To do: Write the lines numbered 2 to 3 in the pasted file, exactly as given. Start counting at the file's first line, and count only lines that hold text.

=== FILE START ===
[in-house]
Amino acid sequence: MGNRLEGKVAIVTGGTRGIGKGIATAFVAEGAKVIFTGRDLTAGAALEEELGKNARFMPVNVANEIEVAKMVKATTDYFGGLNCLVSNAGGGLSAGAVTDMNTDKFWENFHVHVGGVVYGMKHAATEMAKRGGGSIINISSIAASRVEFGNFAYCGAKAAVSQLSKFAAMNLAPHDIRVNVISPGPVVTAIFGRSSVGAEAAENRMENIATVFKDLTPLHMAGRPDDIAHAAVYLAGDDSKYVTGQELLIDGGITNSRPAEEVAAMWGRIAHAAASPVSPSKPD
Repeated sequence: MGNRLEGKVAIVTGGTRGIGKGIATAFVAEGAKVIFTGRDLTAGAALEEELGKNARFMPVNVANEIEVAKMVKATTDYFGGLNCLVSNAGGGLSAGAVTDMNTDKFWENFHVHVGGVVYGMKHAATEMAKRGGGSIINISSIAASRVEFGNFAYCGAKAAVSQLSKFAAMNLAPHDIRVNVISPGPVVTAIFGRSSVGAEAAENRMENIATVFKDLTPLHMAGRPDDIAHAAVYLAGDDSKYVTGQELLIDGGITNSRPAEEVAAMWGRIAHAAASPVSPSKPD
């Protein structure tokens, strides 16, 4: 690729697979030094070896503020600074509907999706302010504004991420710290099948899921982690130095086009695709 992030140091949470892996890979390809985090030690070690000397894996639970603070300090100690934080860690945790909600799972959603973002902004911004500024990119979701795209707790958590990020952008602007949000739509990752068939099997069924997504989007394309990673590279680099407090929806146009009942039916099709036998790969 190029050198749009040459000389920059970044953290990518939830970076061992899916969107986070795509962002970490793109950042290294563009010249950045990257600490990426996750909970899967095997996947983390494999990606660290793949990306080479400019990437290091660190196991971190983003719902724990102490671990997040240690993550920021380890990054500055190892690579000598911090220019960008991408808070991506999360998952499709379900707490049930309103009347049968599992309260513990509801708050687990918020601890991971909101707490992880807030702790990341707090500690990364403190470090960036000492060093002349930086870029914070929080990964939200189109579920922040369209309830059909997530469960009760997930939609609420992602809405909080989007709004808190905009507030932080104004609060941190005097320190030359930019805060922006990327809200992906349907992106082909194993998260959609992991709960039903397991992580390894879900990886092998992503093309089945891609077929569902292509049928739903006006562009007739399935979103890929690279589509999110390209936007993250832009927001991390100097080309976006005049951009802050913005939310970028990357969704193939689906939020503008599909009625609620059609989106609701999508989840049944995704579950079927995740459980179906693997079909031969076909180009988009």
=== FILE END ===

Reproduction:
Amino acid sequence: MGNRLEGKVAIVTGGTRGIGKGIATAFVAEGAKVIFTGRDLTAGAALEEELGKNARFMPVNVANEIEVAKMVKATTDYFGGLNCLVSNAGGGLSAGAVTDMNTDKFWENFHVHVGGVVYGMKHAATEMAKRGGGSIINISSIAASRVEFGNFAYCGAKAAVSQLSKFAAMNLAPHDIRVNVISPGPVVTAIFGRSSVGAEAAENRMENIATVFKDLTPLHMAGRPDDIAHAAVYLAGDDSKYVTGQELLIDGGITNSRPAEEVAAMWGRIAHAAASPVSPSKPD
Repeated sequence: MGNRLEGKVAIVTGGTRGIGKGIATAFVAEGAKVIFTGRDLTAGAALEEELGKNARFMPVNVANEIEVAKMVKATTDYFGGLNCLVSNAGGGLSAGAVTDMNTDKFWENFHVHVGGVVYGMKHAATEMAKRGGGSIINISSIAASRVEFGNFAYCGAKAAVSQLSKFAAMNLAPHDIRVNVISPGPVVTAIFGRSSVGAEAAENRMENIATVFKDLTPLHMAGRPDDIAHAAVYLAGDDSKYVTGQELLIDGGITNSRPAEEVAAMWGRIAHAAASPVSPSKPD